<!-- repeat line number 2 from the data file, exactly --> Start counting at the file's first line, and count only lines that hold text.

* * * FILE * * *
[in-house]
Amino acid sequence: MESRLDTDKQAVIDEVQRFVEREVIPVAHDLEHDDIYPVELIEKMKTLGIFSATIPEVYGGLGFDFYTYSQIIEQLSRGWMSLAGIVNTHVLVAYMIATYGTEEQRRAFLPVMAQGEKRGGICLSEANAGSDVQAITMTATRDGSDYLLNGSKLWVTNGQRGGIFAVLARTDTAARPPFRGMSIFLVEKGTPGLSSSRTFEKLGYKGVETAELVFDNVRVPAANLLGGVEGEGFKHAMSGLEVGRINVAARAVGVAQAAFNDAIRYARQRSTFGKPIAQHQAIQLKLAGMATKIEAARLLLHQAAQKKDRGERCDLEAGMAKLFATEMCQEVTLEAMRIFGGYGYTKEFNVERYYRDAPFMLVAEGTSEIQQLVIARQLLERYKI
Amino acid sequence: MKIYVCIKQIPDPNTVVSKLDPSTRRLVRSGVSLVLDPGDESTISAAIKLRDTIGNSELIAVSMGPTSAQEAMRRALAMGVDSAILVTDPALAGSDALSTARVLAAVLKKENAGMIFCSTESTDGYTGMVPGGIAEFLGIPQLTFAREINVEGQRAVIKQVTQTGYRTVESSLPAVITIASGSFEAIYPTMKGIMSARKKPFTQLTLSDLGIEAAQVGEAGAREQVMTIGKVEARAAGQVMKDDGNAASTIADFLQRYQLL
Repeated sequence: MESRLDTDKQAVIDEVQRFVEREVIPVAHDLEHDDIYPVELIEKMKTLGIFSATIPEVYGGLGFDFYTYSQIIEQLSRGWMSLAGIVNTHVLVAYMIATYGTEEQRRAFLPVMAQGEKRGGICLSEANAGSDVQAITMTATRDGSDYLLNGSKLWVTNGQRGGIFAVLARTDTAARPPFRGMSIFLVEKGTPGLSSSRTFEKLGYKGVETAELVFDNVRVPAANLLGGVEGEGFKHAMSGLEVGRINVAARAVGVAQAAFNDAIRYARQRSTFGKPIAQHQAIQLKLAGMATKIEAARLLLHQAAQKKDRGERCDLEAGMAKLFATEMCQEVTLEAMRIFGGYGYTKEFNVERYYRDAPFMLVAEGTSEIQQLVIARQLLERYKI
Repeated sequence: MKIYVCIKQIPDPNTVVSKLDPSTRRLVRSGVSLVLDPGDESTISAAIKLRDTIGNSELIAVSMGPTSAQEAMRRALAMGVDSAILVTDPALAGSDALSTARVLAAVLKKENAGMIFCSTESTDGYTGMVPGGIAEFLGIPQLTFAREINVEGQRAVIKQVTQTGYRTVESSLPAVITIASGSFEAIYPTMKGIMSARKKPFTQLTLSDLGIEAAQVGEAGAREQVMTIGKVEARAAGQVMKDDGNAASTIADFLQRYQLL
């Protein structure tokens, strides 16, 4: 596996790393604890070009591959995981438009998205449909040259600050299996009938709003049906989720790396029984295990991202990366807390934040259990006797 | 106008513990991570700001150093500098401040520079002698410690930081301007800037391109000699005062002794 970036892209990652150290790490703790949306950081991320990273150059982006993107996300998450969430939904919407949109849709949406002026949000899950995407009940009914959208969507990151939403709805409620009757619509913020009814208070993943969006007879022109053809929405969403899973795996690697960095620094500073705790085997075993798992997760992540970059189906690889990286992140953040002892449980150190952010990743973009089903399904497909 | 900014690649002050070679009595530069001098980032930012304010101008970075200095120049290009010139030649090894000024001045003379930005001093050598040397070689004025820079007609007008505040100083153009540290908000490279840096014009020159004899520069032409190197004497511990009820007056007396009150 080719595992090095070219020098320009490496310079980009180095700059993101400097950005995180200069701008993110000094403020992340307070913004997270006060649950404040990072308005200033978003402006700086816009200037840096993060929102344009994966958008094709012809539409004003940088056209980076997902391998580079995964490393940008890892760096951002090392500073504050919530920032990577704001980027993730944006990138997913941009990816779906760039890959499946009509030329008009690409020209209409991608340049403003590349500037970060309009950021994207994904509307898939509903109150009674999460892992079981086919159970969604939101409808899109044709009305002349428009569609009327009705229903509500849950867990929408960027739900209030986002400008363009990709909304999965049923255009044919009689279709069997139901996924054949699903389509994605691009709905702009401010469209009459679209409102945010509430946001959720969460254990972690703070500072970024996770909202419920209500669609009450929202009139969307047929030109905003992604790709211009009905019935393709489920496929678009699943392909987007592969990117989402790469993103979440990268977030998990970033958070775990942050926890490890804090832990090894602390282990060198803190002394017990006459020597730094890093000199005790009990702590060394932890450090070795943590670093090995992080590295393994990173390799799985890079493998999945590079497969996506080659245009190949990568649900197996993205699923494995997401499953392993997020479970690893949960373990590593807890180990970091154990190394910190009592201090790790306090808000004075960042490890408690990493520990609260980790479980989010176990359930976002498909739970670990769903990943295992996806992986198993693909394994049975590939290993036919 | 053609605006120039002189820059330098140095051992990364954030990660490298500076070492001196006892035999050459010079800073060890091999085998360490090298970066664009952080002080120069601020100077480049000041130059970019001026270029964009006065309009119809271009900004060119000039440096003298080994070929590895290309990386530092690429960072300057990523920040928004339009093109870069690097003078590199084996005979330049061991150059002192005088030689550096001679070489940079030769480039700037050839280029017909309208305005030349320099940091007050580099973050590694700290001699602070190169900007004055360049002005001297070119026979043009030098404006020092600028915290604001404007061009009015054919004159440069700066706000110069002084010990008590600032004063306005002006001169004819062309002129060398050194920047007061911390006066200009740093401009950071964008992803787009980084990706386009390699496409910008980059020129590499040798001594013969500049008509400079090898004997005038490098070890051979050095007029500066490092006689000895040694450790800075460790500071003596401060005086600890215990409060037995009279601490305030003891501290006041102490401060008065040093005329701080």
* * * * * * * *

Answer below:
Amino acid sequence: MESRLDTDKQAVIDEVQRFVEREVIPVAHDLEHDDIYPVELIEKMKTLGIFSATIPEVYGGLGFDFYTYSQIIEQLSRGWMSLAGIVNTHVLVAYMIATYGTEEQRRAFLPVMAQGEKRGGICLSEANAGSDVQAITMTATRDGSDYLLNGSKLWVTNGQRGGIFAVLARTDTAARPPFRGMSIFLVEKGTPGLSSSRTFEKLGYKGVETAELVFDNVRVPAANLLGGVEGEGFKHAMSGLEVGRINVAARAVGVAQAAFNDAIRYARQRSTFGKPIAQHQAIQLKLAGMATKIEAARLLLHQAAQKKDRGERCDLEAGMAKLFATEMCQEVTLEAMRIFGGYGYTKEFNVERYYRDAPFMLVAEGTSEIQQLVIARQLLERYKI